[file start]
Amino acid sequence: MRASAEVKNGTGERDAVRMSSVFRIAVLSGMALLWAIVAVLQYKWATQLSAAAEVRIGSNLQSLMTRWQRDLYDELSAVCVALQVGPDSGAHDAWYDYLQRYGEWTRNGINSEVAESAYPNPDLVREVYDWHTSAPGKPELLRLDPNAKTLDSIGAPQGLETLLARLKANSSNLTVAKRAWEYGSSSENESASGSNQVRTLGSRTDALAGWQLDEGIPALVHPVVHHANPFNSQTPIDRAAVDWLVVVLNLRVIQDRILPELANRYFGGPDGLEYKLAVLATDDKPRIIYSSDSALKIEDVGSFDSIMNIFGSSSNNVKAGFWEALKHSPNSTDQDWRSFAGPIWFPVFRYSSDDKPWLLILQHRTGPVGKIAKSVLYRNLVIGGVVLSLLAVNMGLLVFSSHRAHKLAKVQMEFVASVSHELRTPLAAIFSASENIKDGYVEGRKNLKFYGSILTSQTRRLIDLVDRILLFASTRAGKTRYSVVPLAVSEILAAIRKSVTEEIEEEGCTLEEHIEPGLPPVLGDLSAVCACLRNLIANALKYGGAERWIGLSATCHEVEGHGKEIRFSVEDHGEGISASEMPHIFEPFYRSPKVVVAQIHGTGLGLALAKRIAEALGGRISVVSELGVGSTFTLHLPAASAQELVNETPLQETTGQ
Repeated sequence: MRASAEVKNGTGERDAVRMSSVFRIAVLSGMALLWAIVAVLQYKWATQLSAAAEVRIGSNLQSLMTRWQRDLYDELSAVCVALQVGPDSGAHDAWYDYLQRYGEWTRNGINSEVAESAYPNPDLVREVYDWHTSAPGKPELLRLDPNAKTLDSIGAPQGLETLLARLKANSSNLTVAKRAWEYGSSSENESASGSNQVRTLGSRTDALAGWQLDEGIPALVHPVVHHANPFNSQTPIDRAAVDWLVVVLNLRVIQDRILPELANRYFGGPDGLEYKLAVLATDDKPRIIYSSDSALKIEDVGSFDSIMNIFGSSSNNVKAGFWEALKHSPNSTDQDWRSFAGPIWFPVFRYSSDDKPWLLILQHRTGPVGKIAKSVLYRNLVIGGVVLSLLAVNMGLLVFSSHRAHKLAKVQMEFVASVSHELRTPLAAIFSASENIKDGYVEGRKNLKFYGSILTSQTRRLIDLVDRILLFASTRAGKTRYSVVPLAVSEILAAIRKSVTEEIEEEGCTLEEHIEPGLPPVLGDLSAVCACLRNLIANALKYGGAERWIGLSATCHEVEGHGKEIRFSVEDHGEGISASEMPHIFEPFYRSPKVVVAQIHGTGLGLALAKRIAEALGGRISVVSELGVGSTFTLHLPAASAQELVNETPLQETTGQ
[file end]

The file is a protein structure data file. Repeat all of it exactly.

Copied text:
Amino acid sequence: MRASAEVKNGTGERDAVRMSSVFRIAVLSGMALLWAIVAVLQYKWATQLSAAAEVRIGSNLQSLMTRWQRDLYDELSAVCVALQVGPDSGAHDAWYDYLQRYGEWTRNGINSEVAESAYPNPDLVREVYDWHTSAPGKPELLRLDPNAKTLDSIGAPQGLETLLARLKANSSNLTVAKRAWEYGSSSENESASGSNQVRTLGSRTDALAGWQLDEGIPALVHPVVHHANPFNSQTPIDRAAVDWLVVVLNLRVIQDRILPELANRYFGGPDGLEYKLAVLATDDKPRIIYSSDSALKIEDVGSFDSIMNIFGSSSNNVKAGFWEALKHSPNSTDQDWRSFAGPIWFPVFRYSSDDKPWLLILQHRTGPVGKIAKSVLYRNLVIGGVVLSLLAVNMGLLVFSSHRAHKLAKVQMEFVASVSHELRTPLAAIFSASENIKDGYVEGRKNLKFYGSILTSQTRRLIDLVDRILLFASTRAGKTRYSVVPLAVSEILAAIRKSVTEEIEEEGCTLEEHIEPGLPPVLGDLSAVCACLRNLIANALKYGGAERWIGLSATCHEVEGHGKEIRFSVEDHGEGISASEMPHIFEPFYRSPKVVVAQIHGTGLGLALAKRIAEALGGRISVVSELGVGSTFTLHLPAASAQELVNETPLQETTGQ
Repeated sequence: MRASAEVKNGTGERDAVRMSSVFRIAVLSGMALLWAIVAVLQYKWATQLSAAAEVRIGSNLQSLMTRWQRDLYDELSAVCVALQVGPDSGAHDAWYDYLQRYGEWTRNGINSEVAESAYPNPDLVREVYDWHTSAPGKPELLRLDPNAKTLDSIGAPQGLETLLARLKANSSNLTVAKRAWEYGSSSENESASGSNQVRTLGSRTDALAGWQLDEGIPALVHPVVHHANPFNSQTPIDRAAVDWLVVVLNLRVIQDRILPELANRYFGGPDGLEYKLAVLATDDKPRIIYSSDSALKIEDVGSFDSIMNIFGSSSNNVKAGFWEALKHSPNSTDQDWRSFAGPIWFPVFRYSSDDKPWLLILQHRTGPVGKIAKSVLYRNLVIGGVVLSLLAVNMGLLVFSSHRAHKLAKVQMEFVASVSHELRTPLAAIFSASENIKDGYVEGRKNLKFYGSILTSQTRRLIDLVDRILLFASTRAGKTRYSVVPLAVSEILAAIRKSVTEEIEEEGCTLEEHIEPGLPPVLGDLSAVCACLRNLIANALKYGGAERWIGLSATCHEVEGHGKEIRFSVEDHGEGISASEMPHIFEPFYRSPKVVVAQIHGTGLGLALAKRIAEALGGRISVVSELGVGSTFTLHLPAASAQELVNETPLQETTGQ